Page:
Steel Co. v. Morgan Marshall Industries, Inc., 1-92-3494

CourtUnited States Appellate Court of Illinois
Writing for the CourtTULLY
Citation662 N.E.2d 595,214 Ill.Dec. 1029,278 Ill.App.3d 241
Parties, 214 Ill.Dec. 1029, 29 UCC Rep.Serv.2d 649 The STEEL COMPANY et al., Plaintiffs-Appellants, v. MORGAN MARSHALL INDUSTRIES, INC., Defendant-Appellee (Phillip Rosenband et al., Defendants).
Docket NumberNo. 1-92-3494,1-92-3494
Decision Date06 March 1996

Page 595

662 N.E.2d 595
278 Ill.App.3d 241, 214 Ill.Dec. 1029,
29 UCC Rep.Serv.2d 649
The STEEL COMPANY et al., Plaintiffs-Appellants,
(Phillip Rosenband et al., Defendants).
No. 1-92-3494.
Appellate Court of Illinois,
First District, Third Division.
March 6, 1996.

Page 596

[278 Ill.App.3d 243] [214 Ill.Dec. 1030] Appeal from the Circuit Court of Cook County, Honorable Thomas O'Brien, Judge Presiding.

Stuart Smith, Lance T. Jones, Chicago, of counsel, for appellants.

Michael E. Pildes, Chicago, of counsel, for appellees.

Justice TULLY delivered the opinion of the court:

This consolidated action was brought in the circuit court of Cook County by plaintiffs-creditors,

Page 597

[214 Ill.Dec. 1031] the Steel Company and Northern Industries, Inc. (hereinafter "Northern"), against defendants Morgan Marshall Industries, Inc. (hereinafter "Morgan Marshall"), Phillip Rosenband (hereinafter "Phillip") and Par Steel Products and Services, Inc. (hereinafter "Par Steel"), to recover monies owed to them by Par Steel for goods sold and delivered to it in the years 1987 and 1988. Defendants moved for summary judgment based on the grounds that Morgan Marshall was not a successor corporation to Par Steel and was therefore not liable for Par Steel's debt. In addition, there was no transfer of assets between Morgan Marshall and Par Steel which violated the Uniform Fraudulent Transfer Act (Ill.Rev.Stat.1991, [278 Ill.App.3d 244] ch. 59, par. 101 et seq. (now 740 ILCS 160/1 et seq. (West 1994))). The circuit court granted defendant's motion. It is from this order that plaintiffs now appeal to this court pursuant to Supreme Court Rule 304(a). (134 Ill.2d R. 304(a)). Phillip and Par Steel are not parties to this appeal.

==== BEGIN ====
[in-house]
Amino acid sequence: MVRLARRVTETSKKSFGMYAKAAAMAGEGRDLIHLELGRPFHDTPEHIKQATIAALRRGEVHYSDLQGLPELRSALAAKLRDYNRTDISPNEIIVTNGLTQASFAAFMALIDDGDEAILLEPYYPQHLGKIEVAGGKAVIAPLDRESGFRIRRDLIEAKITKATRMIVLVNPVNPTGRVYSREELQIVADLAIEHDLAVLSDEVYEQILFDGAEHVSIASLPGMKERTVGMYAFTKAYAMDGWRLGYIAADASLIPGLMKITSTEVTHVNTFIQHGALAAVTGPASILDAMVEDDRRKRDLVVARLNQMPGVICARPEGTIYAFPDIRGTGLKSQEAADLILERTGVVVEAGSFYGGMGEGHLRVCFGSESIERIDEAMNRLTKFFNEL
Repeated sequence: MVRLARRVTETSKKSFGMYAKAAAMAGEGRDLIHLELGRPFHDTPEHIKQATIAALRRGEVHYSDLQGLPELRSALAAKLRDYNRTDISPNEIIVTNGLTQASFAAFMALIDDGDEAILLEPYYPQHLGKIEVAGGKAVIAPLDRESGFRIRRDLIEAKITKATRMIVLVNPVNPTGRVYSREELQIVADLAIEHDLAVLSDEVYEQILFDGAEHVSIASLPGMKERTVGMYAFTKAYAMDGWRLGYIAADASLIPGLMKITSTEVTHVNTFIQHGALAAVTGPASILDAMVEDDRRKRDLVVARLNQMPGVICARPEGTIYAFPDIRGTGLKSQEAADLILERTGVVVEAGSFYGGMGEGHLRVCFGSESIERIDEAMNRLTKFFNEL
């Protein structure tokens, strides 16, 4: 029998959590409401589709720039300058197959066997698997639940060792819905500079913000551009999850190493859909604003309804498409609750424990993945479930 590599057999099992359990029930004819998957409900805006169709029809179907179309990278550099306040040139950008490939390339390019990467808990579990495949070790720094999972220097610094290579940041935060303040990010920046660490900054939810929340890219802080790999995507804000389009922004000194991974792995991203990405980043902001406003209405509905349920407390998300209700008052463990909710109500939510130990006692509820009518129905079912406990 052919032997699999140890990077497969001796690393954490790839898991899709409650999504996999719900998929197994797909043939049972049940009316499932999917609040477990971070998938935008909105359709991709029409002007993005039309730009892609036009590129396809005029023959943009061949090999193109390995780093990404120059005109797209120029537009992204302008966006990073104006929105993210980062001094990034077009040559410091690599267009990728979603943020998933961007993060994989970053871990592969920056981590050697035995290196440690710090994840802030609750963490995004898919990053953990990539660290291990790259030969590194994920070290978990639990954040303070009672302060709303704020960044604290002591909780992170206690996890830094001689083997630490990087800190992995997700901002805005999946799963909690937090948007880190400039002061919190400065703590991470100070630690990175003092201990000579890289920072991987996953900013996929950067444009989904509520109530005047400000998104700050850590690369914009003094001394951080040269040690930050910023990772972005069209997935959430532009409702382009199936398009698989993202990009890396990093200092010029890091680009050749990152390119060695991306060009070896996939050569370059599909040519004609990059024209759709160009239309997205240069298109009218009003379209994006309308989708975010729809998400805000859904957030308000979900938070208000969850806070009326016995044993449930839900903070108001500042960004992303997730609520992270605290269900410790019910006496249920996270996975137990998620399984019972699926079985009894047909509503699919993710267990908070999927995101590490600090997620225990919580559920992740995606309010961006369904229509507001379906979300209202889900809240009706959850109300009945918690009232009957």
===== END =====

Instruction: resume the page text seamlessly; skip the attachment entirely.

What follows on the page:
For the reasons which follow, we reverse and remand with directions.